Cummins to Double 3.3-Liter Engine Production

June 14, 2011

Cummins will double the production capacity of its 3.3-liter engine to meet a major growth in demand from manufacturers of 4-cylinder-powered compact equipment across the 55-hp to 120-hp power range. A new manufacturing operation for the 3.3-liter engine located in Chennai, India, is scheduled to commence production in July of this year, established in collaboration with Simpson Co. Ltd.

The Chennai manufacturing operation will initially focus on producing the mechanically controlled B3.3 engine, spanning a 55-hp to 85- hp (41-63 kW) power range. Concurrent with the new build capacity in India, the Komatsu-Cummins joint venture plant at Oyama in Japan will also ramp up production of the electronically controlled QSB3.3 engine, extending across an 80-hp to 120-hp (60-90 kW) power range.

"By doubling our 3.3-liter production capacity, Cummins will be well positioned to realize new sales opportunities with compact equipment manufacturers worldwide, while also preparing us for sales growth with the introduction of Tier 4 engines and aftertreatment starting next year," said Hugh Foden, Executive Director - Cummins Off-Highway Business.

"The remarkable popularity of the B3.3 and QSB3.3 engine has surpassed even our highest expectations. Demand for the 3.3-liter engine has rapidly recovered from the industry downturn in 2009, and we anticipate a new peak volume in 2011, with customer orders increasing by around 100 percent compared with 2010.

"We are delighted to be working with Simpson Co. Ltd. to bring production of our B3.3 engine to India. Simpson has 50 years of experience in engine manufacturing in India and specializes in producing engines the size of the 3.3-liter. The new production line at Chennai is very impressive and will provide highly flexible manufacturing of the 3.3- liter engine aligned with the Oyama plant in Japan," added Foden.

The new production operation for the B3.3 at the Chennai facility features state-of-the-art machining, assembly and testing equipment. With this significant investment, Cummins customers can expect exactly the same high-quality manufacturing standards from the B3.3 engine built in India that they experience today with the 3.3-liter engine built in Japan.

P.S. Rajamani, Director of Simpson Co. Ltd., commented, "Simpson's experience in manufacturing engines with a well- trained and committed team, along with processes focusing on Cummins high standard of quality and reliability, ensures that the 3.3-liter engine will meet customer expectations, facilitating growth and achievements for all concerned."

Early production engines are already running down the B3.3 line in Chennai for start-up testing purposes. By July, B3.3 manufacturing will be fully on-stream, with engines available for the Indian market and for export to customers worldwide. Over the next two years, the proportion of components sourced in India to build the B3.3 at Chennai will gradually increase to reach a high percentage of the total engine. 3.3-Liter Sets Power Standard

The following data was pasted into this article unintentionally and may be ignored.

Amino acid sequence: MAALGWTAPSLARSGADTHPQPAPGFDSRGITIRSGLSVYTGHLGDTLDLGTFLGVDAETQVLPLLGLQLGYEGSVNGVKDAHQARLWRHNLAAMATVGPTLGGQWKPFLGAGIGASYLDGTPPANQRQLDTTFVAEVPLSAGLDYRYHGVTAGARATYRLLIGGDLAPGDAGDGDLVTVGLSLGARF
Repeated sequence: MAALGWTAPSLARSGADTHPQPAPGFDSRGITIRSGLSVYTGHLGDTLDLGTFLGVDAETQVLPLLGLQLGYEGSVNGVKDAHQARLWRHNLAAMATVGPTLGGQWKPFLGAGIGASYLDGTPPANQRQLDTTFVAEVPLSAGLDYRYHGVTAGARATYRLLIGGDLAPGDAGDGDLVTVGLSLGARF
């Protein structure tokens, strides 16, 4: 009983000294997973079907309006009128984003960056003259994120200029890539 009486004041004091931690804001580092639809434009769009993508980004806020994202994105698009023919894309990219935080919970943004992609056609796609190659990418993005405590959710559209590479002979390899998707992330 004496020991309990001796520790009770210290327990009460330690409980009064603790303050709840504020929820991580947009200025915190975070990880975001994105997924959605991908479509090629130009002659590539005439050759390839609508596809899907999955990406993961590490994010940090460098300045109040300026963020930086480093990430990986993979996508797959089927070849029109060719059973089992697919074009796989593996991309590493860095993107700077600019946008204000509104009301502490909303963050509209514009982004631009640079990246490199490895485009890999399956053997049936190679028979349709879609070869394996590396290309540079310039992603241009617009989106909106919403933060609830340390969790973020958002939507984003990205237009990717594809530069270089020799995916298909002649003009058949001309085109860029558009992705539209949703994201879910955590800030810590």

Cummins 3.3-liter was the first engine of its size to offer the performance and durability previously associated with larger-displacement engines, initiating a new class of compact power for equipment manufacturers.

The B3.3 and QSB3.3 have proven exceptionally robust in service, demonstrating higher uptime compared with equivalent engines. This inherent dependability has played a key role in driving preference for the two 3.3-liter engines, particularly for equipment used in rental fleet operations, where reliability and minimal service requirements are essential.

A further attraction for equipment manufacturers is the ability to utilize a single 3.3-liter platform across the key 55- to-120- horsepower range for applications including skid steer loaders, aerial lifts, tractors, telehandlers, excavators, road compactors and other compact equipment.

To meet the forthcoming Tier 4 low-emissions regulations, the B3.3 and QSB3.3 will utilize an exhaust aftertreatment system purpose- designed for each engine by Cummins Emission Solutions. For Tier 4 Interim in 2012, the QSB3.3 increases power output to a new high of 120 hp (90 kW), made possible with Cummins Compact Catalyst. The aftertreatment system also offers the benefit of "fit and forget" installation simplicity.

The B3.3 moves forward to meet Tier 4 Final in 2013 without the need for any engine change by replacing the exhaust muffler with a Cummins Particulate Filter. The aftertreatment is specifically developed to retain the low operating cost, durability and simplicity of the current engine. A lower, 55-hp (41 kW) rating will be introduced to bring the benefits of the B3.3 to a broader equipment range. With these significant advantages, Cummins B3.3 and QSB3.3 will move the compact power standard even further ahead of similar displacement engines at Tier 4.